Get ready for National Novel Writing Month


National Novel Writing Month (NaNoWriMo) is less than a month away, meaning that right now is one of my favorite times of the year. Preparing for November is half the fun of this annual writing challenge.

I’m sure most of you know about NaNoWriMo already, but for those of you who don’t, it is basically the best way for new and aspiring novelists to immerse themselves in writing discipline. Every year, thousands of people across the world commit to writing 50,000 words in 30 days, or roughly 1,667 words each day for the month of November. If you have always wanted to write a novel but have never been able to get your words on the page, this challenge is exactly what you need.

It’s not about writing the best prose or spelling every word correctly. The point is just to get words on the page. 50,000 of them, to be exact — the length of a shorter novel.

However, as with all good things in life, preparation is key. Come November 1, you don’t want to be one of those people willy nilly deciding to write a novel but running out of steam and motivation two days into it.

Instead, you need to take some time this October to getting pumped up and mentally prepared for the road ahead.

I’ve done NaNoWriMo for the last seven years. I’ve “won” some and dismally failed on others, so let me give you the rundown on the best way to prepare now for when November begins. First, I’ll share some simple, practical tips, then if you want to stick around I’ll share some highlights from my personal journey.

1. Plan to write

This might sound obvious, but don’t underestimate the need to plan how you’re actually going to get the work done. You will need to put some projects on hold, be prepared to say “no” to people asking you to do things, and plan out the hours per day you will realistically be able to sit down in a chair and write each of those 50,000 words.

One time I even quit my only job in order to succeed in NaNoWriMo. (Disclaimer: Don’t try this at home.) You don’t really need to go that far, but it is important to be serious, nonetheless.

Some good ways to calculate how much time you will be able to spend writing on a particular day of the week is take the number of minutes/hours you think you can reasonably commit and cut it by half. The reality is that we tell ourselves we’ll have more time than we actually end up having.

You will want to keep yourself accountable by announcing to friends and family on Facebook, in person, etc. that you will be writing a novel. Believe in yourself publicly, and the idea of you completing that novel will become more real in your mind.

2. Get an idea together

This is one of the fun parts. Brainstorming is less about plot or characters and more about the feeling or sentiment or aesthetic that your artistic spirit wants to unleash on the world.

Maybe you’re in a persistently adventurous mood and wish to share that feeling with others through the story of a mountain climber who visits Mongolia or a brave archeologist that uncovers Nazi secrets (OK, that idea is taken already, but you get the point). Or perhaps you’re feeling mysterious and have thought about developing a story centered around a haunted orphanage or secret passageway underneath London.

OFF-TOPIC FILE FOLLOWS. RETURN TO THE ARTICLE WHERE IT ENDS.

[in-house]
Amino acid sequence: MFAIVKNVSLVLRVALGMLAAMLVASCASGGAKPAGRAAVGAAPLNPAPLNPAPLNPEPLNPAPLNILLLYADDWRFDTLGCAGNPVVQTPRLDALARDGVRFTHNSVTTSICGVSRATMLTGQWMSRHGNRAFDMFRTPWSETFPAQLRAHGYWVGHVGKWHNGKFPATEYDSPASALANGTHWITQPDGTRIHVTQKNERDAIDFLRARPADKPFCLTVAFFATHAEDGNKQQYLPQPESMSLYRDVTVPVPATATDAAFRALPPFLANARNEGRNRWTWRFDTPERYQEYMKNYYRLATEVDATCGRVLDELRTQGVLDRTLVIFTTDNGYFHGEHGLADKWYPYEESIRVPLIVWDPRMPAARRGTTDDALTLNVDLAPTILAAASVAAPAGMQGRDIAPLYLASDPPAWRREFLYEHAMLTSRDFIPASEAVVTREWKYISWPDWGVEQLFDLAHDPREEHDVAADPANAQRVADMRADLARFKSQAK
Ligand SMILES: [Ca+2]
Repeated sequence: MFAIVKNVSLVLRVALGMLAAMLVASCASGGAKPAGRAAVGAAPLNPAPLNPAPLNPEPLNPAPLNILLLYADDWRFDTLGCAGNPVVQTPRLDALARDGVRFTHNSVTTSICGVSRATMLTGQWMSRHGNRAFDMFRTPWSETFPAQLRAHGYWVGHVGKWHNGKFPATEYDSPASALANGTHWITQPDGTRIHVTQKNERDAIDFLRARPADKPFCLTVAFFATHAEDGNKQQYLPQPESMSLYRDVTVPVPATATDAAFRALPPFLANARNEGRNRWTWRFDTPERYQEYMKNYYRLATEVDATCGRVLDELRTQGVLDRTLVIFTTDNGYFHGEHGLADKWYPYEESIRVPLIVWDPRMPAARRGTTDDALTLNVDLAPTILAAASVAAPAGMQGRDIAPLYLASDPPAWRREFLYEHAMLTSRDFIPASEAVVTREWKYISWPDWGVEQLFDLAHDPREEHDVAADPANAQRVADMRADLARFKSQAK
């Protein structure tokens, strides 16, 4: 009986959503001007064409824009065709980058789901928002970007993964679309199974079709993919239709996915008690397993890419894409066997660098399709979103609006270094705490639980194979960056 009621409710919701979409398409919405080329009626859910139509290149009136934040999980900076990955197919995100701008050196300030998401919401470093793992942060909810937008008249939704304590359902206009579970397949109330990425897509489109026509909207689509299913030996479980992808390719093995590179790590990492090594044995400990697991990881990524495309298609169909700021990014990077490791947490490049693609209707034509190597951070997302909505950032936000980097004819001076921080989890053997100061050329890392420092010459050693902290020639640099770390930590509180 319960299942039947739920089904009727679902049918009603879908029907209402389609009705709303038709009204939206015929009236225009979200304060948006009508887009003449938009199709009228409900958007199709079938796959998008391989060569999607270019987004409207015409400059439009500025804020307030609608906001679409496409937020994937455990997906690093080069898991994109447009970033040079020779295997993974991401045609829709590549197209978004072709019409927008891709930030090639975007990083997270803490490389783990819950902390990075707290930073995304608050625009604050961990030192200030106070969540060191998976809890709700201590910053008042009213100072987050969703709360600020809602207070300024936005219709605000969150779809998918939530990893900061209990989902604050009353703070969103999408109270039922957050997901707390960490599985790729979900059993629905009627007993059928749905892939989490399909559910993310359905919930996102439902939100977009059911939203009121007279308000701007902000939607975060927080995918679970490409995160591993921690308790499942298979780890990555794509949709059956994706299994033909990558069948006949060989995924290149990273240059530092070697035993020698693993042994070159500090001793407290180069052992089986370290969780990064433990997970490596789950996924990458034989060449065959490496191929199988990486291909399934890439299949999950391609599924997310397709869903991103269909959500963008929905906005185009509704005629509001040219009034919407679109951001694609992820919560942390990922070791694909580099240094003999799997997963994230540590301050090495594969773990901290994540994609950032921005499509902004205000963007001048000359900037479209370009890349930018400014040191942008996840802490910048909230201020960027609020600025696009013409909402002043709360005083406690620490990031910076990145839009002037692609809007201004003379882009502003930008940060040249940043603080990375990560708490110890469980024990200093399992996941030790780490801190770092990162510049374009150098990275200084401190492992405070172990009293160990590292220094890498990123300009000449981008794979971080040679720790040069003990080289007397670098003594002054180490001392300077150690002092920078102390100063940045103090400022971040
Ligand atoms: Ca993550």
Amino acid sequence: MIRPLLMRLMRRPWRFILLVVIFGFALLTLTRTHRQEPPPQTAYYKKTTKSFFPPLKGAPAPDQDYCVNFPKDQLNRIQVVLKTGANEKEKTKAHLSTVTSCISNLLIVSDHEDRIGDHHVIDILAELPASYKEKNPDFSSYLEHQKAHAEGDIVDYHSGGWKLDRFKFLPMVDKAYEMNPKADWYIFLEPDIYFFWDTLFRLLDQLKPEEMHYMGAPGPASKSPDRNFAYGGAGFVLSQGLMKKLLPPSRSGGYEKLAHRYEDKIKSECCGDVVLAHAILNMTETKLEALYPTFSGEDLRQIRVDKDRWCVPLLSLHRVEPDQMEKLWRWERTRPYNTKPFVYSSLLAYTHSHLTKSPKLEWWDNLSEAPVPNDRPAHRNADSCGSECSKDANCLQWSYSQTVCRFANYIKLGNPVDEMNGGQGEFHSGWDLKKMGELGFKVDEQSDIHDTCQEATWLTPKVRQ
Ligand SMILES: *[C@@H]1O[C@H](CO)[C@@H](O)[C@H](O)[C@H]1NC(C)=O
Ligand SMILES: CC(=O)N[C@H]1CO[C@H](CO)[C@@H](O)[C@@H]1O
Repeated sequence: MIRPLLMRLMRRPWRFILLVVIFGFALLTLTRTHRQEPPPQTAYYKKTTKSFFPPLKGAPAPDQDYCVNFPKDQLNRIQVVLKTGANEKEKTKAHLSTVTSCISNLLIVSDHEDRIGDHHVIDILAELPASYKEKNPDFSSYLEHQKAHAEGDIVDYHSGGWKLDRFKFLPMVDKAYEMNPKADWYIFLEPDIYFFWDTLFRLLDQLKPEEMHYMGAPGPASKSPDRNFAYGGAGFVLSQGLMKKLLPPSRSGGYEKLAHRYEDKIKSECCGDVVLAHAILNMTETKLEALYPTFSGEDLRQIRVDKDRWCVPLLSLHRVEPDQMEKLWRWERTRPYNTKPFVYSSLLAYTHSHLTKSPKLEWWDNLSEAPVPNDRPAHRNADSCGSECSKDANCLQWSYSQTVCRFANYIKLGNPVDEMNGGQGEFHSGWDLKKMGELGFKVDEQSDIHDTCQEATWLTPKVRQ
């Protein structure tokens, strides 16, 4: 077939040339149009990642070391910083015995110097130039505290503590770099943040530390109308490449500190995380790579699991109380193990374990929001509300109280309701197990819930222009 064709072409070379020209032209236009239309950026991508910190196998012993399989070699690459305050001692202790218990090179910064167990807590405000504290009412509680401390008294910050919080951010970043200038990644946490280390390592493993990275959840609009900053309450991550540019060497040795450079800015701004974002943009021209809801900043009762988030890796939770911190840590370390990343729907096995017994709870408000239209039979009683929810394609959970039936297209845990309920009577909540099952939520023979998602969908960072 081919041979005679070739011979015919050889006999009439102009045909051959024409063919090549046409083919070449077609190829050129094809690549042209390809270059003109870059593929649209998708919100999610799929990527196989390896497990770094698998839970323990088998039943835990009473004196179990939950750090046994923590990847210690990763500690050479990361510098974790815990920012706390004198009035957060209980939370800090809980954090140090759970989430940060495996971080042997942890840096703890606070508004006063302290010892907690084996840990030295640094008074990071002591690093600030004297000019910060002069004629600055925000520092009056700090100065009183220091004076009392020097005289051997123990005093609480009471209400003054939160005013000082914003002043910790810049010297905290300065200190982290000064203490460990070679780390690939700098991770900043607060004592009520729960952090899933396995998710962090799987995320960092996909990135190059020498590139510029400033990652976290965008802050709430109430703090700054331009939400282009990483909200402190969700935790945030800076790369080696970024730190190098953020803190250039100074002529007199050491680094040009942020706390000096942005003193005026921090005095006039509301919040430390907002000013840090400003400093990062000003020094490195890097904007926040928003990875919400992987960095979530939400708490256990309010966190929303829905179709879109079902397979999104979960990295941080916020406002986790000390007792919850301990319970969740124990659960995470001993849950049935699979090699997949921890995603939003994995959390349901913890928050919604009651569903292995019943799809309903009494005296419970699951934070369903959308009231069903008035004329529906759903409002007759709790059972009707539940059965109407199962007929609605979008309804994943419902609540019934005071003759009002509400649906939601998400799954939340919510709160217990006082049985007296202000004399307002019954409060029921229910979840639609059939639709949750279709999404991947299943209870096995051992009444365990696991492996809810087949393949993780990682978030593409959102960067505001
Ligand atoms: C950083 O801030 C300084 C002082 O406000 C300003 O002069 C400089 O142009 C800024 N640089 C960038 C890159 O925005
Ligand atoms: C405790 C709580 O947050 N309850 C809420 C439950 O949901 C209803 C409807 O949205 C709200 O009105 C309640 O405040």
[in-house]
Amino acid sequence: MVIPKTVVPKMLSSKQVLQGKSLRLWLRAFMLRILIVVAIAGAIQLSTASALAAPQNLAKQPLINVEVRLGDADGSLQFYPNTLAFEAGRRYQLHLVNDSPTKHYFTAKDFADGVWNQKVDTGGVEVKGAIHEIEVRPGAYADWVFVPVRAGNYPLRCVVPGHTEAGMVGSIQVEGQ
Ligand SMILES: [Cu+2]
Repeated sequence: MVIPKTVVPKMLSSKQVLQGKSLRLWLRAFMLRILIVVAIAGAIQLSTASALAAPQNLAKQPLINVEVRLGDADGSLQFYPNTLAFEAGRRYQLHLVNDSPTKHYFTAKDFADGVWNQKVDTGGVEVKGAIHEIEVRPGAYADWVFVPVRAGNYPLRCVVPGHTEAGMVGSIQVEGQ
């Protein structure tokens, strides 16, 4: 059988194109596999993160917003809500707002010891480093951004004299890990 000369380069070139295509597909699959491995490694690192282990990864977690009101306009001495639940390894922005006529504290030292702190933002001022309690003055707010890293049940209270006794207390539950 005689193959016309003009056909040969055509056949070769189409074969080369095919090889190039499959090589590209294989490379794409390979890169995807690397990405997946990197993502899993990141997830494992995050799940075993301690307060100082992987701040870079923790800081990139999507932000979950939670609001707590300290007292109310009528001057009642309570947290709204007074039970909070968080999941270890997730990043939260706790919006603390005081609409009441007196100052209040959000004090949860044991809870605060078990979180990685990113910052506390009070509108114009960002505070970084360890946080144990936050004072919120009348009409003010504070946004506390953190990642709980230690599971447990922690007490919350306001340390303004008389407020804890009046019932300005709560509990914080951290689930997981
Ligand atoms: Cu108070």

In short, write a novel you’re in the mood for, and avoid an aesthetic vibe you’re just not feeling right now.

3. Write a summary

Doesn’t have to be long, doesn’t have to be short, but some kind of summary never hurt anyone wishing to write a novel.

Also consider writing more than mere summaries. According to official NaNoWriMo rules, you can write as many notes as you want before November 1 as long as what you write is not you’re actual novel draft. Sometimes, as we’ve pointed out on this blog before, notes can help you think freely and have fun getting ready for the big day when it all begins.

If you want to go full-on thumb tacks and red string, feel free. Planning a story can be a lot of fun. Matt’s book, Start Noveling Like You Know What You’re Doing, goes into great detail on the subjects of character, structure, and plot.

4. Get new stuff

From that writing app you’ve been putting off buying to that beautiful panda bear-themed notebook that hits your compulsive shopping chord, NaNoWriMo is a great excuse to indulge in getting stuff.

Personally, this is my favorite part of the whole shebang. As a web developer and tech follower, I like to see what new tools are out there, like Scrivener updates, Ulysses, Storyist and Write or Die. There are also physical items you can purchase to get your creative juices flowing, most especially the Writer Emergency Pack.

5. Go to

This is the whole point anyway, right? Go sign up (it’s free, of course), have fun customizing your profile, exploring the forums and, the most fun part of all, planning for meet-ups in your local area.

You’ll want to get started early on networking with your group, be they virtual or in person. This way you get a voice in the planning process for get-togethers. These meetings could be anything from a Starbucks chitchat among other novel-writing enthusiasts to full blown writing sessions to increase your productivity and output.

Many local areas have what’s called a NaNoWriMo Municipal Liaison (I’m a former one myself!) who is in charge of coordinating local events. Going to the NaNoWriMo website is the best way to hook into this group if one exists in your location.